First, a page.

Further medical advice on the safety of the vaccine is expected this week following evaluations by the World Health Organisation (WHO) and the EMA.

Director general of the WHO, Tedros Adhanom Ghebreyesus, has so far said that its research group that has “examined the data” is in “close contact” with the EMA, and that the groups are set to meet today to discuss new advice for the vaccine.

What if you have already had the AstraZeneca vaccine?

France has received 316,800 doses of the vaccine batch causing concern. Half the doses have so far been given, and there have been no deaths or blood clot issues reported.

If you have received one or two doses of the vaccine, doctors have said that there is no reason to worry. So far, the decision taken by President Macron is a simple “pause” in the campaign, and not a ban.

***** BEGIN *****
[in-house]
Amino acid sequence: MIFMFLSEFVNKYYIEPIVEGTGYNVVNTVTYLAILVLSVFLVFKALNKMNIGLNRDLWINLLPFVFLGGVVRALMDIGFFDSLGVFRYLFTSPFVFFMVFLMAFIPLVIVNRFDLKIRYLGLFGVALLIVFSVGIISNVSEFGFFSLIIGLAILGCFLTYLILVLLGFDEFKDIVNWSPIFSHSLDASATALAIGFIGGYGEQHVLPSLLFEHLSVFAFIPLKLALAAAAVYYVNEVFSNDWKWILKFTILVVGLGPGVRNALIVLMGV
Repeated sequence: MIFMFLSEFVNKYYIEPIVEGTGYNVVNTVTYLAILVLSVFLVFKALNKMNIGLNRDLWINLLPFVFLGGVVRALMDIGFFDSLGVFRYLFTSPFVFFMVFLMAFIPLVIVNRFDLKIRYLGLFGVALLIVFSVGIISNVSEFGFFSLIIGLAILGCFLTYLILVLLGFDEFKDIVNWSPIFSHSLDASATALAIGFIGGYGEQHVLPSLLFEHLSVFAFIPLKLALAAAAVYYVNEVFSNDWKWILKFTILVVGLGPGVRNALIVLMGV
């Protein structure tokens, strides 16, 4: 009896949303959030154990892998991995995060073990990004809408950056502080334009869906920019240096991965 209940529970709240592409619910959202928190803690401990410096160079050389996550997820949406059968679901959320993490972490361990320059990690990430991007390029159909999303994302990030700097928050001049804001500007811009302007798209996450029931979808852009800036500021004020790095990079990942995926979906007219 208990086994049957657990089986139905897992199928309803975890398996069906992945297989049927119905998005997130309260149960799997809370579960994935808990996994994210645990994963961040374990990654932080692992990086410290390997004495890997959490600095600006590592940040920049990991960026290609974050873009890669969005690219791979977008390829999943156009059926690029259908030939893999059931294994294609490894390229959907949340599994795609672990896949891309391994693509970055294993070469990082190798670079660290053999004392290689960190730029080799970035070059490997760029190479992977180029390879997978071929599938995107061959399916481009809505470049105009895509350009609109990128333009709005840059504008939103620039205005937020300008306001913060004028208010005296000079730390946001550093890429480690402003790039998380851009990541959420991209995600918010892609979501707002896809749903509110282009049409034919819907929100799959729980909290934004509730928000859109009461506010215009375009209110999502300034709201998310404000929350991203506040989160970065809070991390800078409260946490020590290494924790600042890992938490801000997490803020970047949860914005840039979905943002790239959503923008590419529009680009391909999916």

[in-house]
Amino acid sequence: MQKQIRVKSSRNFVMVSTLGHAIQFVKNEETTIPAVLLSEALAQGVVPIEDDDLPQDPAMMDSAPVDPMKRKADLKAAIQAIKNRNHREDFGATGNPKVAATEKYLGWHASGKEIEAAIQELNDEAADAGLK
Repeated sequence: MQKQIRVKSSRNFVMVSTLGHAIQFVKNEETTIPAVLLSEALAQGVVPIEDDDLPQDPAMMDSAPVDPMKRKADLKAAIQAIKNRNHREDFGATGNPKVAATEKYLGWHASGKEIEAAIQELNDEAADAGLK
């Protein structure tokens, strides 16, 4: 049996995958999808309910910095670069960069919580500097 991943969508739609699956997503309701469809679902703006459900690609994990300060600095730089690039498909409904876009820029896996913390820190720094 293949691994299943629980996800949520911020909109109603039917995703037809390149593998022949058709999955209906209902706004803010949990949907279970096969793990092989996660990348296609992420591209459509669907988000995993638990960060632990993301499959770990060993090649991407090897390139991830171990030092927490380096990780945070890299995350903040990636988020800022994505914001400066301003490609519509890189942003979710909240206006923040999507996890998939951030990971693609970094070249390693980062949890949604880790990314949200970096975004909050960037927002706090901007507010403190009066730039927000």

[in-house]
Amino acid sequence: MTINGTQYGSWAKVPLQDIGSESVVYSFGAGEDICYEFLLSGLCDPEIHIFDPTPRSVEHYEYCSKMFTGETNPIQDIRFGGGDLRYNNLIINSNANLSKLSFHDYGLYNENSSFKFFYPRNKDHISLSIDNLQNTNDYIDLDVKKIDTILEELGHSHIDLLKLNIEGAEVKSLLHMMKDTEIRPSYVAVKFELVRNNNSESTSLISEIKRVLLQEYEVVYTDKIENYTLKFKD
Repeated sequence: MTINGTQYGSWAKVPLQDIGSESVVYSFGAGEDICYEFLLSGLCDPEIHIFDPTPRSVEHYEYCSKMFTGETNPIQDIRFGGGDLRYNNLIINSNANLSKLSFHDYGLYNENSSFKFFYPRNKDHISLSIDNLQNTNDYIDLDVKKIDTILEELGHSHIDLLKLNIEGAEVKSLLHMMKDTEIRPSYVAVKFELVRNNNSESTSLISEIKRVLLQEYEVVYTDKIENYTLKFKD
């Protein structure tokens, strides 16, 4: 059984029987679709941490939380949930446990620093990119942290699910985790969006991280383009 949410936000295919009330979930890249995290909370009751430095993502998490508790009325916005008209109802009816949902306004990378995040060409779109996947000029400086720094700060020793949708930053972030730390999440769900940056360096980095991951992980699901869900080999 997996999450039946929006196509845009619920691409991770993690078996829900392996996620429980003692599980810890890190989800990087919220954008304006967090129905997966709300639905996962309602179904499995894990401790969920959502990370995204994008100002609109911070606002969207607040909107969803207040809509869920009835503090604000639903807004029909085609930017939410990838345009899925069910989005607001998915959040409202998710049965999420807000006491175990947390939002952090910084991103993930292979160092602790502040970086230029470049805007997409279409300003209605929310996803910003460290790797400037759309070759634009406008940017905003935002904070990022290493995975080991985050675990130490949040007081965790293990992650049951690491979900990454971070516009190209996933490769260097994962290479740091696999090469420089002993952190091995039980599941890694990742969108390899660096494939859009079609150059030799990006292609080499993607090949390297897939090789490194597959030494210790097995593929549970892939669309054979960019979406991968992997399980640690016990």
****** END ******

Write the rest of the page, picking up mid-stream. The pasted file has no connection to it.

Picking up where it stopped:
Dr Jérôme Marty, a GP from Fronton, told newspaper La Dépêche that the suspension would “last a few days or a week” at the most. As he vaccinates people at his surgery “on Thursdays”, he said that he would simply miss a week, until new advice has been issued by the EMA.

Dr Martin Blachier, epidemiologist and public health doctor, said: ”If we look at the number of people with blood clot issues compared to those vaccinated, we cannot say that it is alarming.”

Professor Montastruc has echoed the health minister’s comments, saying that the “risk-benefit ratio” of the vaccine compared to the epidemic, which is killing hundreds of people per day, is still in favour of the vaccine.

He said: “The advantages of the AstraZeneca vaccine are higher than the risks.”

Health Minister Olivier Véran also said last week that “the benefits brought by the vaccination are greater than the risk”.

If you have had a vaccine in France (or any kind of medical treatment), you can report any side-effects online on the health ministry website here.

New advice from the WHO and EMA is expected this week.